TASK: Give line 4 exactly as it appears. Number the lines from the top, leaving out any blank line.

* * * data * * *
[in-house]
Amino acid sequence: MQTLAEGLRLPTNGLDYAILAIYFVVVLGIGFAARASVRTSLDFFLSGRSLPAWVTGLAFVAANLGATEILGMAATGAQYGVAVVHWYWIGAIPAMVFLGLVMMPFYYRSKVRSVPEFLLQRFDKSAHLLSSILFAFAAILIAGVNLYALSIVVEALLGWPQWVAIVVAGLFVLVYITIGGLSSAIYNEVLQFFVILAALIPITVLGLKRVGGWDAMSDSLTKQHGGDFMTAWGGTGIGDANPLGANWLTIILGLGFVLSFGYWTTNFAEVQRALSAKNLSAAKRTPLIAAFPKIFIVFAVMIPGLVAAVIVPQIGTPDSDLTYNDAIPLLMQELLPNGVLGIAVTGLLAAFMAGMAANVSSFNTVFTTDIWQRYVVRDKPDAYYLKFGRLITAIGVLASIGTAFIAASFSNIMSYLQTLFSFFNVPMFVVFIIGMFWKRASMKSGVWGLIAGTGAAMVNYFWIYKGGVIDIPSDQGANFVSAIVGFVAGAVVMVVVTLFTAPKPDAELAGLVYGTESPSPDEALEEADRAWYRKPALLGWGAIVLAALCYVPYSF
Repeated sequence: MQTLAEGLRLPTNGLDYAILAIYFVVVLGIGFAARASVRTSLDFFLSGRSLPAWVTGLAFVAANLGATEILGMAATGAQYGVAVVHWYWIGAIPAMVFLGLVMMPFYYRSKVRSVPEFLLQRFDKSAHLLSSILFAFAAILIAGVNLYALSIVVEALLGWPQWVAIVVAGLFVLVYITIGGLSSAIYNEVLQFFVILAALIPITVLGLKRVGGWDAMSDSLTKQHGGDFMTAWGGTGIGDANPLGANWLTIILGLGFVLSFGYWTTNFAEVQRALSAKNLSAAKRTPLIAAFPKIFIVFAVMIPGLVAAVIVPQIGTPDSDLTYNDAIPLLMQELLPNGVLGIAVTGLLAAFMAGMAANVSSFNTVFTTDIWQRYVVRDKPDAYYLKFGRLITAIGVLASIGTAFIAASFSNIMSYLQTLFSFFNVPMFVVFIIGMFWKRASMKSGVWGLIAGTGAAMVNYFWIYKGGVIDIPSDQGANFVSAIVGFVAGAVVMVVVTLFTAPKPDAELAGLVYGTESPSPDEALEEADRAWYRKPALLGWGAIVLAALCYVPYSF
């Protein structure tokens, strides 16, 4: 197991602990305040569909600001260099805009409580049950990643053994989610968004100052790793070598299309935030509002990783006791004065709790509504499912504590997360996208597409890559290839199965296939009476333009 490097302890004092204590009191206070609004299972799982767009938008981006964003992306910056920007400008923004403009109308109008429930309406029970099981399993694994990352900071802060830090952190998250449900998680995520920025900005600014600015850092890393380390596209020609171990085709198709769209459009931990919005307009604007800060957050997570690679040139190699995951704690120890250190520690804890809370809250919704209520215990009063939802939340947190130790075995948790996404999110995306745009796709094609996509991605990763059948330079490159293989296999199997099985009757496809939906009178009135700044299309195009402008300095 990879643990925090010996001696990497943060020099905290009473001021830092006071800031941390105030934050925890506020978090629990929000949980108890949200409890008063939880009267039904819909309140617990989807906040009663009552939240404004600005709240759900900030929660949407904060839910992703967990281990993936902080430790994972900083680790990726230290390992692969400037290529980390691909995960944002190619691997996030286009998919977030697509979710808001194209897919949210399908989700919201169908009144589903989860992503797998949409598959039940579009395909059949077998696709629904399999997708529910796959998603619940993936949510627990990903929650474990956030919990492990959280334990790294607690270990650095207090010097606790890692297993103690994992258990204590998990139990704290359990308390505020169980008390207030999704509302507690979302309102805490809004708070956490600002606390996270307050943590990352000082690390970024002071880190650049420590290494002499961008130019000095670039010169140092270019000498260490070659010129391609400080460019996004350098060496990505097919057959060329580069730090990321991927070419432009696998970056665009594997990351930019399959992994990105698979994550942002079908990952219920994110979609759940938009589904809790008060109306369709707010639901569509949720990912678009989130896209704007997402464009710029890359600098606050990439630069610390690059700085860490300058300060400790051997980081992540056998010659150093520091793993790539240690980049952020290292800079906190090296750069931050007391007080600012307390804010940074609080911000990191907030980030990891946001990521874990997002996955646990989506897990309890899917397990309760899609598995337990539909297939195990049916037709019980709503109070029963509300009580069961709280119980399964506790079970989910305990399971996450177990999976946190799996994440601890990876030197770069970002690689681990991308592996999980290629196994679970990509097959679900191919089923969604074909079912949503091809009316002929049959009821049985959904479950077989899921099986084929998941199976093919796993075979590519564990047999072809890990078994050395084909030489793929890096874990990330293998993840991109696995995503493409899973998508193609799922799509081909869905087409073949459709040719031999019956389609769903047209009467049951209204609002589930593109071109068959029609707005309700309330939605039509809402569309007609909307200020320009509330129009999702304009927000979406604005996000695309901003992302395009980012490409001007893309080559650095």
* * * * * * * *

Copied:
């Protein structure tokens, strides 16, 4: 197991602990305040569909600001260099805009409580049950990643053994989610968004100052790793070598299309935030509002990783006791004065709790509504499912504590997360996208597409890559290839199965296939009476333009 490097302890004092204590009191206070609004299972799982767009938008981006964003992306910056920007400008923004403009109308109008429930309406029970099981399993694994990352900071802060830090952190998250449900998680995520920025900005600014600015850092890393380390596209020609171990085709198709769209459009931990919005307009604007800060957050997570690679040139190699995951704690120890250190520690804890809370809250919704209520215990009063939802939340947190130790075995948790996404999110995306745009796709094609996509991605990763059948330079490159293989296999199997099985009757496809939906009178009135700044299309195009402008300095 990879643990925090010996001696990497943060020099905290009473001021830092006071800031941390105030934050925890506020978090629990929000949980108890949200409890008063939880009267039904819909309140617990989807906040009663009552939240404004600005709240759900900030929660949407904060839910992703967990281990993936902080430790994972900083680790990726230290390992692969400037290529980390691909995960944002190619691997996030286009998919977030697509979710808001194209897919949210399908989700919201169908009144589903989860992503797998949409598959039940579009395909059949077998696709629904399999997708529910796959998603619940993936949510627990990903929650474990956030919990492990959280334990790294607690270990650095207090010097606790890692297993103690994992258990204590998990139990704290359990308390505020169980008390207030999704509302507690979302309102805490809004708070956490600002606390996270307050943590990352000082690390970024002071880190650049420590290494002499961008130019000095670039010169140092270019000498260490070659010129391609400080460019996004350098060496990505097919057959060329580069730090990321991927070419432009696998970056665009594997990351930019399959992994990105698979994550942002079908990952219920994110979609759940938009589904809790008060109306369709707010639901569509949720990912678009989130896209704007997402464009710029890359600098606050990439630069610390690059700085860490300058300060400790051997980081992540056998010659150093520091793993790539240690980049952020290292800079906190090296750069931050007391007080600012307390804010940074609080911000990191907030980030990891946001990521874990997002996955646990989506897990309890899917397990309760899609598995337990539909297939195990049916037709019980709503109070029963509300009580069961709280119980399964506790079970989910305990399971996450177990999976946190799996994440601890990876030197770069970002690689681990991308592996999980290629196994679970990509097959679900191919089923969604074909079912949503091809009316002929049959009821049985959904479950077989899921099986084929998941199976093919796993075979590519564990047999072809890990078994050395084909030489793929890096874990990330293998993840991109696995995503493409899973998508193609799922799509081909869905087409073949459709040719031999019956389609769903047209009467049951209204609002589930593109071109068959029609707005309700309330939605039509809402569309007609909307200020320009509330129009999702304009927000979406604005996000695309901003992302395009980012490409001007893309080559650095």